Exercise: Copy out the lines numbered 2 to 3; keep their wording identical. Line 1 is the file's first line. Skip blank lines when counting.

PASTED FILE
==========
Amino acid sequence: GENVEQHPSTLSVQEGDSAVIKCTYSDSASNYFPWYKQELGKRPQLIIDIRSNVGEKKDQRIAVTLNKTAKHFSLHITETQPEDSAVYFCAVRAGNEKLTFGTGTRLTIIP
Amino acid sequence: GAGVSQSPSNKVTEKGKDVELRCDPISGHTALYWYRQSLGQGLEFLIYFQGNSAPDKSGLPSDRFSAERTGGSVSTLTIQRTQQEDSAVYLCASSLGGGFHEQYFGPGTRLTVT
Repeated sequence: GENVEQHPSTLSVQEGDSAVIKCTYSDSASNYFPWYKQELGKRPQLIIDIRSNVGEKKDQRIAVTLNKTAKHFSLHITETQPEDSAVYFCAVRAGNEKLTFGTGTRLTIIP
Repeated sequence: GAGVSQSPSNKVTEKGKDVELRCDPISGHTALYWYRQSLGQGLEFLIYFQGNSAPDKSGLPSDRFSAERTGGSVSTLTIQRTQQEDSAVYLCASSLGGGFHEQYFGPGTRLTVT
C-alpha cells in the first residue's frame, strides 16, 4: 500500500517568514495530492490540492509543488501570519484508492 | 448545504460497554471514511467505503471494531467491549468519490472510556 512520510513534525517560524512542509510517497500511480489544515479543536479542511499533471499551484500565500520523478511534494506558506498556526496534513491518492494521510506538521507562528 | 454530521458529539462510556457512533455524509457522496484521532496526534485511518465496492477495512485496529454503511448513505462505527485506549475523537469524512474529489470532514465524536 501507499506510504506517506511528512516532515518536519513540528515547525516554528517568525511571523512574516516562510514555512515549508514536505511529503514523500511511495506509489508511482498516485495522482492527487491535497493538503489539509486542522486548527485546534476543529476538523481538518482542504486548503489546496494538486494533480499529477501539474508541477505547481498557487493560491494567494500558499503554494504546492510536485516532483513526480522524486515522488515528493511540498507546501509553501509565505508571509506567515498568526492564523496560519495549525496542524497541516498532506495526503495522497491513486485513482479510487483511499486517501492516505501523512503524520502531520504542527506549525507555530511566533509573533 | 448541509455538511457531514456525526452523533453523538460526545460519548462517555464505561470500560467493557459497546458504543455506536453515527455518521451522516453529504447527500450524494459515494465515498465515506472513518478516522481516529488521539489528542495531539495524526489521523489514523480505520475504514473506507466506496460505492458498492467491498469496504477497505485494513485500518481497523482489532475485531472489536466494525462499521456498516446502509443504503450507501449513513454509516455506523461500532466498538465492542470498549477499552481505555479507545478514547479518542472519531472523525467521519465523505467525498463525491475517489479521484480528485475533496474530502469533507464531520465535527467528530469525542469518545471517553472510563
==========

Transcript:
Amino acid sequence: GAGVSQSPSNKVTEKGKDVELRCDPISGHTALYWYRQSLGQGLEFLIYFQGNSAPDKSGLPSDRFSAERTGGSVSTLTIQRTQQEDSAVYLCASSLGGGFHEQYFGPGTRLTVT
Repeated sequence: GENVEQHPSTLSVQEGDSAVIKCTYSDSASNYFPWYKQELGKRPQLIIDIRSNVGEKKDQRIAVTLNKTAKHFSLHITETQPEDSAVYFCAVRAGNEKLTFGTGTRLTIIP